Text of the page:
Khyne Mar - MSc in Wild Animal Health"I have been previously employed by the Myanma Timber Enterprise, Ministry of Forestry as the Head of Elephant Section, Extraction Department. I attended MSc (Wild Animal Health) Course in 2000. The course gave me the opportunity to pursue PhD programme which reflects my own unique interests in Asian elephant ecology and population demography. After finishing my PhD in 2007, I worked as the Asian Elephant Consultant in SE Asian countries and in zoological collections in UK. Currently I work in the position of Post-doctoral Research Associate at the Department of Animal and Plant Sciences, University of Sheffield, UK. I am taking the role of Project Co-ordinator of Myanmar Elephant Research Project. I co-supervise PhD and MSc projects with Dr, Virpi Lummaa (Reader in Evolutionary Biology at the University of Sheffield). I oversee research activities in Myanmar and liaise between International scientists and the Myanmar Government. Our research group aims to determine factors affecting health, fertility and mortality rates in the captive elephants of Myanmar and devising strategies to improve them."

Richard D Suu-ire

Richard Suu Ire - MSc Wild Animal Health "Following my completion of the MSc in Wild Animal Health in 2006, I was appointed as a wildlife veterinary epidemiologist. I actively participated in the control of many diseases including the Avian Influenza outbreak in Ghana in April 2007, and am Unit Head of the Wildlife Surveillance Unit of the European Union Avian Influenza Project in Ghana and a member of the Avian Influenza Ghana National Working Group. I have worked closely with a range of leading international research institutions and organizations, such as WHO, Center for Disease Control and Prevention (USA), and I am currently collaborating with the Institute of Zoology (ZSL), Animal Health laboratory Agency and the Cambridge University (UK). This collaboration focuses on viral zoonoses of fruit bats; the findings of this have been published in leading international journals and presented at international scientific fora. I am also a PhD student at the University of Ghana with affiliation with the Institute of zoology. I am the Immediate past president of the Commonwealth Veterinary Association (CVA), and currently the first vice president. The MSc in Wild Animal Health has been very helpful in shaping my career."

Claudio Soto-Azat, MV, MSc, PhD, Universidad Andres Bello, ChileClaudio Soto-Azat - MSc in Wild Animal Health

"I have been involved in animal conservation since 2004 when I became veterinary surgeon in Chile. In 2006/7 I followed my MSc studies in Wild Animal Health and since then I have continued being linked with ZSL through my PhD in Conservation Medicine and the EDGE Programme. The MSc in Wild Animal Health is one of the most important experiences in my life. Professionally, I developed in the areas of wildlife medicine, wildlife population health and conservation, but personally I also made excellent friends from all over the world and I growth as a person. Today, I am academic and researcher at the Faculty of Ecology and Natural Resources, Universidad Andres Bello, Chile, and always I have felt deeply grateful from the MSc programme."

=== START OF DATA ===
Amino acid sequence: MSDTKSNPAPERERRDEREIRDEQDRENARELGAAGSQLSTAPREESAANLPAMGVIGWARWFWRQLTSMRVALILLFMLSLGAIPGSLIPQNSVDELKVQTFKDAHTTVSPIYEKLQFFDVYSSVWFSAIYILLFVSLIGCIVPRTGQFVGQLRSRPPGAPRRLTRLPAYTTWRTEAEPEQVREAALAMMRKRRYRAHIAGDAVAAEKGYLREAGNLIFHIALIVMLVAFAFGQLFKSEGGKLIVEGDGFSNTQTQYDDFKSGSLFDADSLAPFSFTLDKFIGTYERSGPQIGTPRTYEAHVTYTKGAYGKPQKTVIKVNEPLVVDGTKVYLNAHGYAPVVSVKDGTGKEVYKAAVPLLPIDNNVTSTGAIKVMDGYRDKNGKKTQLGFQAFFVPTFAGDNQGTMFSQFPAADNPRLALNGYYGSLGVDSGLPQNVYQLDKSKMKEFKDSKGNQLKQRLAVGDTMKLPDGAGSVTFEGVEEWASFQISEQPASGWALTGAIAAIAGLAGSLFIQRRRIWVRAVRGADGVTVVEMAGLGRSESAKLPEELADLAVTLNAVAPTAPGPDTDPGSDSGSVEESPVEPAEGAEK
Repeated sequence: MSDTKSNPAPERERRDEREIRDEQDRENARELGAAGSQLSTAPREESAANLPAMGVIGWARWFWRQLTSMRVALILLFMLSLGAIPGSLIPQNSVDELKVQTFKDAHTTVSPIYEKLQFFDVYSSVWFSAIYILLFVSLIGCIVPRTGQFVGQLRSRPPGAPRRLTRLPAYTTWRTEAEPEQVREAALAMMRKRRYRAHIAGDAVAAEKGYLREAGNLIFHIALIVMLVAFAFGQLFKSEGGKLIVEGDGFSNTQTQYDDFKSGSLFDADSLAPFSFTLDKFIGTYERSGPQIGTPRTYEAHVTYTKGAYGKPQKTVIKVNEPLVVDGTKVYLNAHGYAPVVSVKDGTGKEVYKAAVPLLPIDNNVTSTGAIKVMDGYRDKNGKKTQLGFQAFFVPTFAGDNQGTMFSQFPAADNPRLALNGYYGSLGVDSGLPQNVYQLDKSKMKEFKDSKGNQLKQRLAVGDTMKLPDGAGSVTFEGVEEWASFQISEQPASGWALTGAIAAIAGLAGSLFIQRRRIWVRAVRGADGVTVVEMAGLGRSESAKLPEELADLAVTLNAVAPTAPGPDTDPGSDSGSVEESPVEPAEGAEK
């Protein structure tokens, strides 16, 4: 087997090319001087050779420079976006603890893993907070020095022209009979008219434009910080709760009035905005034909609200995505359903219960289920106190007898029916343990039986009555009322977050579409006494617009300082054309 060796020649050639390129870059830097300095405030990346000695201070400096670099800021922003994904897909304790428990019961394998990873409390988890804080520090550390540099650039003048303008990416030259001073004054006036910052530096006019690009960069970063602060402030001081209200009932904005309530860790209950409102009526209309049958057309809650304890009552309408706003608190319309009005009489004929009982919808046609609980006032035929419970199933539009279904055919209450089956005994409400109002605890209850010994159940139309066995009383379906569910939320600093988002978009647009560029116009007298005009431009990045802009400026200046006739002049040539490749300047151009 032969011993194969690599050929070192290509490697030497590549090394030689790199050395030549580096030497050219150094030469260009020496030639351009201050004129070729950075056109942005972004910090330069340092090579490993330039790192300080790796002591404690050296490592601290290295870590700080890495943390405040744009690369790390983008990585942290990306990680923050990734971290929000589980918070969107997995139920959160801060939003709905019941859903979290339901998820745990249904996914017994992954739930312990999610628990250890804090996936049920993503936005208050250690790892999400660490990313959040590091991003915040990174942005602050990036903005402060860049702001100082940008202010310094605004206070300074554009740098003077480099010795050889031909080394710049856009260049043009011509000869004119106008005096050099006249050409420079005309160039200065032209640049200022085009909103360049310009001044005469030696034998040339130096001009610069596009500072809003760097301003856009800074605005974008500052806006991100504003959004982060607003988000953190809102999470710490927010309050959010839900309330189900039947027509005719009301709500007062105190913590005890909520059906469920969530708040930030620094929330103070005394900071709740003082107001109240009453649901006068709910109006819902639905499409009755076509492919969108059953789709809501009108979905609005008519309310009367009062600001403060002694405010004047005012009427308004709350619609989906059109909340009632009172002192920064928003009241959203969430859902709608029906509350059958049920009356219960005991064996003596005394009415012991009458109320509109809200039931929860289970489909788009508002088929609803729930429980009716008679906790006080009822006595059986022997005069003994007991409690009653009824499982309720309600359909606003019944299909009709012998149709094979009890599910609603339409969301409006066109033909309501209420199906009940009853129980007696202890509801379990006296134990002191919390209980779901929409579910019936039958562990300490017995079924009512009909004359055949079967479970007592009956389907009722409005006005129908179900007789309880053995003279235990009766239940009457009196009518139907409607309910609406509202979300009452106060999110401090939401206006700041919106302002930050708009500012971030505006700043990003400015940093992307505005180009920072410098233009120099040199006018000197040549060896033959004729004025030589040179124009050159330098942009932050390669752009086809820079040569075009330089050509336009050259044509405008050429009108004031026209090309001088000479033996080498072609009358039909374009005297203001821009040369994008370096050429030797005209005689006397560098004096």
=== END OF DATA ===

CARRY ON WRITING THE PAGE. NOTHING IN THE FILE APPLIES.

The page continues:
Rea Tschopp, Armauer Hansen Research Institute, Ethiopia and Swiss Tropical Institute

Rea Tschopp  - MSc Wild Animal Health "Following the completion of my MSc in Wild Animal Health in 2003 I worked as a wildlife veterinarian for 2 years before starting a PhD in Epidemiology at the Swiss Tropical and Public Health Institute, investigating Bovine tuberculosis at the human-livestock-wildlife interface in Ethiopia. I am currently a research team leader in Zoonosis/One-Health where wildlife and ecosystem health play a big role. Besides being a researcher, I also continue to work as a practicing wildlife veterinarian in Ethiopia as well as lecturing wildlife medicine, and epidemiology at several veterinary faculties at under-and postgraduate levels. The MSc program was without doubt the most important stepping stone in my career."


Naveena BaboolalPersuing a Masters in Wild Animal Health was a dream come through and one of the best experiences. This course gave me a chance to be lectured and work alongside Veterinarians that wrote the wildlife textbooks that I studied from. It broadened my knowledge on wildlife medicine and management and welfare of wildlife. It also stimulated my interest in conservation and emerging diseases. The practical component was my favourite as we were on rotations at well-established Zoos. It was a great opportunity to network with people from around the world and build a rapport. I am still in contact with my colleagues and contact them when I need a consult. I am sure this masters will help me advance in my career, as I am now the first qualified Wildlife Veterinarian in my home country of Trinidad.